Now you have everything, it’s just a layer game. You can use plain greek yogurt and sweetened it with honey, but I found the best to use is Ellenos Vanilla Bean yogurt. I like to make my roasted rhubarb or rhubarb compote on the tart side so it needs the sweetness & creaminess from yogurt.
Rhubarb pie yogurt cup
Yield: Streusel Topping is good for 4-6 yogurt parfaits, depending on how much you put in your yogurt.
Roasted rhubarb recipe adapted from The Boy Who Bakes, streusel topping recipe is from King Arthur Flour. If you want to use rhubarb compote (which I think works even better), I have a recipe here.
For roasted rhubarb
1. 250g rhubarbs, about 2-3 thin stalks
2. 1/8 cup (25g) sugar *see notes*
3. Juice of an orange
4. (optional) 1tsp orange zest
For streusel topping
1. 1/2 cup (57g) All-Purpose Flour
2. 1/4 cup (53g) brown sugar (packed), light or dark
3. 1/4 cup (25g) old-fashioned rolled oats
4. A pinch of salt
5. 4 tablespoons (57g) butter, at firm room temperature
And your favorite yogurt!
1. Preheat the oven to 350°F. Trim the ends of the rhubarb and cut into one inch long pieces. Place onto a small baking tray* with sugar, orange juice and orange zest if using, mixing together. Roast the rhubarb for 10-12 minutes until tender but the rhubarb is still holding its shape. Cool to room temperature and store both the juice and roasted rhubarb in a container.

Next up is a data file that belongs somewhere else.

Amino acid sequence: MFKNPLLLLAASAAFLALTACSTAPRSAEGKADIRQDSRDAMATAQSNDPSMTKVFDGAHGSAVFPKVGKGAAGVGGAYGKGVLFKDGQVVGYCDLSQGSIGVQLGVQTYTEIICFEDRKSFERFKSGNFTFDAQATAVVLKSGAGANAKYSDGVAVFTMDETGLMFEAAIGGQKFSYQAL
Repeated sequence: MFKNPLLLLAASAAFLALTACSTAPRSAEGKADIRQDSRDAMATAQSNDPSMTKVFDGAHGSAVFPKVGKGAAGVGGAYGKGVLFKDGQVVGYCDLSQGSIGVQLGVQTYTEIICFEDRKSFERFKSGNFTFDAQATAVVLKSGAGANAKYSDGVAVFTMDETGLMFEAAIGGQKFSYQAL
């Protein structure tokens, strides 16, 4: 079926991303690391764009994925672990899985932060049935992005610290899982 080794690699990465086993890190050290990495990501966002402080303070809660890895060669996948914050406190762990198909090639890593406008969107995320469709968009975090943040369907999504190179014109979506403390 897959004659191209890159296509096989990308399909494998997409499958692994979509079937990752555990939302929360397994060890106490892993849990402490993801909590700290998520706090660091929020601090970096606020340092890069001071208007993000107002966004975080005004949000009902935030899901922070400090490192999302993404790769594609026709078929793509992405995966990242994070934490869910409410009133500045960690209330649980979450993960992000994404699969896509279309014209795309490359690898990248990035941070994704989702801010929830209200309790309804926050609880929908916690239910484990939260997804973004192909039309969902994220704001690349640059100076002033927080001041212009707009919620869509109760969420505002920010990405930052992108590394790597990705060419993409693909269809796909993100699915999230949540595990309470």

2. Turn down the oven to 325°F. For streusel topping, whisk together the flour, sugar, oats, and salt. Work in the butter, mixing until coarse crumbs form.
3. Spread the mixture on a parchment-lined baking sheet and bake for 15 minutes, stirring at 5-minute intervals until the streusel is golden brown. Remove from the oven and cool completely before storing at room temperature in an airtight container.
4. Take your favorite cup (preferably a glass one so you can see the pretty layers) and start to layer. I usually do a base of Ellenos Vanilla Bean Greek Yogurt + a layer of roasted rhubarb with some of its juice + streusel topping and repeat the same thing again. Put as much everything as you wish. And enjoy!
OBSERVATIONS & NOTES:
* The original recipe from The Boy Who Bakes calls for 65g (about 1/3 cup) sugar for roasted rhubarb. I personally love tart roasted rhubarb, so I use only enough sugar to cover all the rhubarb stalks, which is about 25g (1/8 cup) sugar. Just be aware it will be TART. Use as much sugar as you like, but I will say no less than 25g and no more than 65g for the amount of rhubarbs.
* Any size of baking trays or pans will work, as long as you can fit all of the rhubarbs. The juice from rhubarbs will sometimes bubble as it got roasted, so to avoid spilling out, I used a deep baking dish.
1. I have since made the Rhubarb Pie Yogurt Cup with rhubarb compote and it works even better. Try both version if you are rhubarb-rich haha! I seriously cannot have enough, especially when I don’t want to eat/cook anything else during this crazy COVID-19 period.